Nutritional information—or what passes for it—abounds on the internet and in books that you can check out from the library, or find as you pass through the checkout line at the grocery store, but it’s frustrating. It’s constantly changing. Many—really most of us—don’t have the background in physiology, medicine, or the time to do our own detailed research to assess it. You can read the books, e.g. Good Calories, Bad Calories ( (Taubes, Good Calories, Bad Calories 2007), Why We Get Fat ( (Taubes, Why We Get Fat: And What to Do About It 2010), or The Big Fat Surprise (Teicholz 2015) which are extensively researched and well documented. But it still can be confusing, especially if you want more specific information. There’s the Paleo diet, the Atkins diet, the Mediterranean diet….and even The New Atkins for a New You (Westerman and Phinney 2010). So much information, so much controversy. . .
Then there are the things that our grandmothers told us—eat your veggies, and your fruits—but the one that I remember most is that breakfast is a must-have meal. That seems to be one of the less controversial bits of advice out there. There’s only one problem—breakfast is supposed to happen when you wake up. Now, according to the Merriam-Webster Unabridged Dictionary, wake up, awake or awaken, means to “stop sleeping”. The problem is that for some of us awakening is not the same as achieving a state of functioning (“performing a group of related acts and process” according to the dictionary). We awaken, and the functioning state is bestowed later–sometimes much later and only with an appropriate amount of caffeine.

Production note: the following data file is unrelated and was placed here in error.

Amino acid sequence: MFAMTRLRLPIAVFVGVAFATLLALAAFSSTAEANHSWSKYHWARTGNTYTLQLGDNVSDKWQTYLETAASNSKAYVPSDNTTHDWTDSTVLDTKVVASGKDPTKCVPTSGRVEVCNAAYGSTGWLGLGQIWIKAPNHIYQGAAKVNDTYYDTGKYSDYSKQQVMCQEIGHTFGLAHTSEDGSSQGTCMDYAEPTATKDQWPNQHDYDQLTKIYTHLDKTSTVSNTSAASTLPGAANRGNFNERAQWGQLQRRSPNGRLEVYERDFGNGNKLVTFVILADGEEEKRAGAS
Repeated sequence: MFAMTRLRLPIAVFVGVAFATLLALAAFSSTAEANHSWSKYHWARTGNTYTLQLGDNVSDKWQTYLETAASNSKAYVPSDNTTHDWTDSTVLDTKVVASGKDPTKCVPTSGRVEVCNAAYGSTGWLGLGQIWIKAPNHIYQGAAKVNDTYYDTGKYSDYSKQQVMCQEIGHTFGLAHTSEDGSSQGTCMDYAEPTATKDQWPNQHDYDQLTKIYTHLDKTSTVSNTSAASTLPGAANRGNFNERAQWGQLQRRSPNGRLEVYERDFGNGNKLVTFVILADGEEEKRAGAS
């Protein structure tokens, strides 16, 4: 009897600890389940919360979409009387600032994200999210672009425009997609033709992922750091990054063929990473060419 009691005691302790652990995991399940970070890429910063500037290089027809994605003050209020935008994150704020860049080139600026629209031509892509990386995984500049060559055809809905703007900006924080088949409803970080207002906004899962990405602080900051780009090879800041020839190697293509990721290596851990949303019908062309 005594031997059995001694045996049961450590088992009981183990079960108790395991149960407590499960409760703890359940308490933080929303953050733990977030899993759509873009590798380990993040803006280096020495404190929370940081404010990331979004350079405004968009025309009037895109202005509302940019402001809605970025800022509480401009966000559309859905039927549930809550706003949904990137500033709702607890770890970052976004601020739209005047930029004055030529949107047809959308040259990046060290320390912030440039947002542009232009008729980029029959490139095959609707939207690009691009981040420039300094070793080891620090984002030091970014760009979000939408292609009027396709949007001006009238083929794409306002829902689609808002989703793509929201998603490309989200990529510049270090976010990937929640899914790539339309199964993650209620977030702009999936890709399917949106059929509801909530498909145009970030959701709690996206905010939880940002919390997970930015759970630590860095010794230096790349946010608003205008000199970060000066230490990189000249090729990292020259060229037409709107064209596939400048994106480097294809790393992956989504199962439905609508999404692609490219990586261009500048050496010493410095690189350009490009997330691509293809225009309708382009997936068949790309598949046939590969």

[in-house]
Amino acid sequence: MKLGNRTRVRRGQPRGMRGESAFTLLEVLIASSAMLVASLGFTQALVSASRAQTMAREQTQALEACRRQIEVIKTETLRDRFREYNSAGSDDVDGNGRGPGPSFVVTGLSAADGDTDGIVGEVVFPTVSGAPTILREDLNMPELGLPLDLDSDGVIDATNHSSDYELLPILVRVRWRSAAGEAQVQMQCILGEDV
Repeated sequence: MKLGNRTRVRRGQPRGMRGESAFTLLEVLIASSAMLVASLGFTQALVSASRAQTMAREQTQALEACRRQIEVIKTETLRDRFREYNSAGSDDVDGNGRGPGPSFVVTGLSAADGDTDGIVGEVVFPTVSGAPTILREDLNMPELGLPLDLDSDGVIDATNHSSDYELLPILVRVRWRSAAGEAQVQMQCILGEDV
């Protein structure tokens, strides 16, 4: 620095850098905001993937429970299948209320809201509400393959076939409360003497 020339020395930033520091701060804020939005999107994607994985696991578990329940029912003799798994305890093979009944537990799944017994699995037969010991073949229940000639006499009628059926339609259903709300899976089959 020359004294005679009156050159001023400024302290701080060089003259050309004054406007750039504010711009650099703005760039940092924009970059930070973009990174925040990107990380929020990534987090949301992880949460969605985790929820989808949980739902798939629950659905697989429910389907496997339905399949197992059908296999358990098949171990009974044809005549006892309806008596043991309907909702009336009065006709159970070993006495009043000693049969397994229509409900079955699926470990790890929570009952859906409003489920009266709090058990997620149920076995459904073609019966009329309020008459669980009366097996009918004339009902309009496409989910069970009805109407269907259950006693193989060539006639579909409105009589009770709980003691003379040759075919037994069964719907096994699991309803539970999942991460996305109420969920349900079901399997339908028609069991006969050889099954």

Every time I have to say whether I’m a “morning person” I face a quandary—I love early mornings—the cool part of the day, with the inspiration of the sunrise. So in that sense, I’m a morning person. Add functionality to that and there is a problem. Until I’ve had my morning cafè latte or espresso function is simply out of the question. Making breakfast requires functioning—albeit minimal. I can manage the kind of functioning required to get the espresso machine to spit out the liquid caffeine portion of my latte. Actual breakfast is another issue.
Another issue for me is that first thing in the morning, even as much as I love breakfast food, I don’t want to eat. Food? Yuck! So I have my two café lattes, and by then I should be at my computer working on the current index—breakfast gets another miss.
Every New Year (and probably again this coming one) my resolutions include eating more healthily. That would include giving my body morning fuel. Every year it goes by the wayside because of non-functioning in the morning. So I’m attuned to things that will get me food with least effort in the morning. I’m willing to admit that cooking eggs seems pretty simple, but diet-wise I doubt the nutritional wisdom of bacon and eggs daily partly from the caloric point of view.
In the winter (especially if the view from the kitchen window reveals a cold, grey, damp, day) a breakfast favorite is oatmeal (don’t DO cold cereals on a taste or nutritional basis). Specifically, I want oatmeal with some tooth to it—which really eliminates the quick stuff. I want the steel-cut, slow-cooking stuff. It’s the slow-cooking part that hurts. So I’m constantly on the lookout for things that might help me keep that New Year’s resolution—and maybe even contribute to more healthy eating (and weight loss.